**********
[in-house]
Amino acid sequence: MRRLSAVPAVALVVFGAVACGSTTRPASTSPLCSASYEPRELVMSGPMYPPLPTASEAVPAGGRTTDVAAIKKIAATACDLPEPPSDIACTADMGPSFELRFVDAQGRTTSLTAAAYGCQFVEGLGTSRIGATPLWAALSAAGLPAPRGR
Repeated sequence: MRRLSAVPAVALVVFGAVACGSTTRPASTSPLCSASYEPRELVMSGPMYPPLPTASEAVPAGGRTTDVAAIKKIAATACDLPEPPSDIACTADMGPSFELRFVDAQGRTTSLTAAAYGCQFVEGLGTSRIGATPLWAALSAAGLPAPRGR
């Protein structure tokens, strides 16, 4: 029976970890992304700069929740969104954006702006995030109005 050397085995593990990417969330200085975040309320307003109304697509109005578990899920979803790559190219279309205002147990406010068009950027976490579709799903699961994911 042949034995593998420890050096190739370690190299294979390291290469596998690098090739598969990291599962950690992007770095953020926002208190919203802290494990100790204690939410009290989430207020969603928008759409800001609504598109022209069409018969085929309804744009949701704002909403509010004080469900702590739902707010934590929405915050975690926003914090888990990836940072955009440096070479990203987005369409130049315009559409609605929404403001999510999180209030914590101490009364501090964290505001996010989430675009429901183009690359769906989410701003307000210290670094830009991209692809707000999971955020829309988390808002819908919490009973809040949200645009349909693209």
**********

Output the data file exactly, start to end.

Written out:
[in-house]
Amino acid sequence: MRRLSAVPAVALVVFGAVACGSTTRPASTSPLCSASYEPRELVMSGPMYPPLPTASEAVPAGGRTTDVAAIKKIAATACDLPEPPSDIACTADMGPSFELRFVDAQGRTTSLTAAAYGCQFVEGLGTSRIGATPLWAALSAAGLPAPRGR
Repeated sequence: MRRLSAVPAVALVVFGAVACGSTTRPASTSPLCSASYEPRELVMSGPMYPPLPTASEAVPAGGRTTDVAAIKKIAATACDLPEPPSDIACTADMGPSFELRFVDAQGRTTSLTAAAYGCQFVEGLGTSRIGATPLWAALSAAGLPAPRGR
């Protein structure tokens, strides 16, 4: 029976970890992304700069929740969104954006702006995030109005 050397085995593990990417969330200085975040309320307003109304697509109005578990899920979803790559190219279309205002147990406010068009950027976490579709799903699961994911 042949034995593998420890050096190739370690190299294979390291290469596998690098090739598969990291599962950690992007770095953020926002208190919203802290494990100790204690939410009290989430207020969603928008759409800001609504598109022209069409018969085929309804744009949701704002909403509010004080469900702590739902707010934590929405915050975690926003914090888990990836940072955009440096070479990203987005369409130049315009559409609605929404403001999510999180209030914590101490009364501090964290505001996010989430675009429901183009690359769906989410701003307000210290670094830009991209692809707000999971955020829309988390808002819908919490009973809040949200645009349909693209």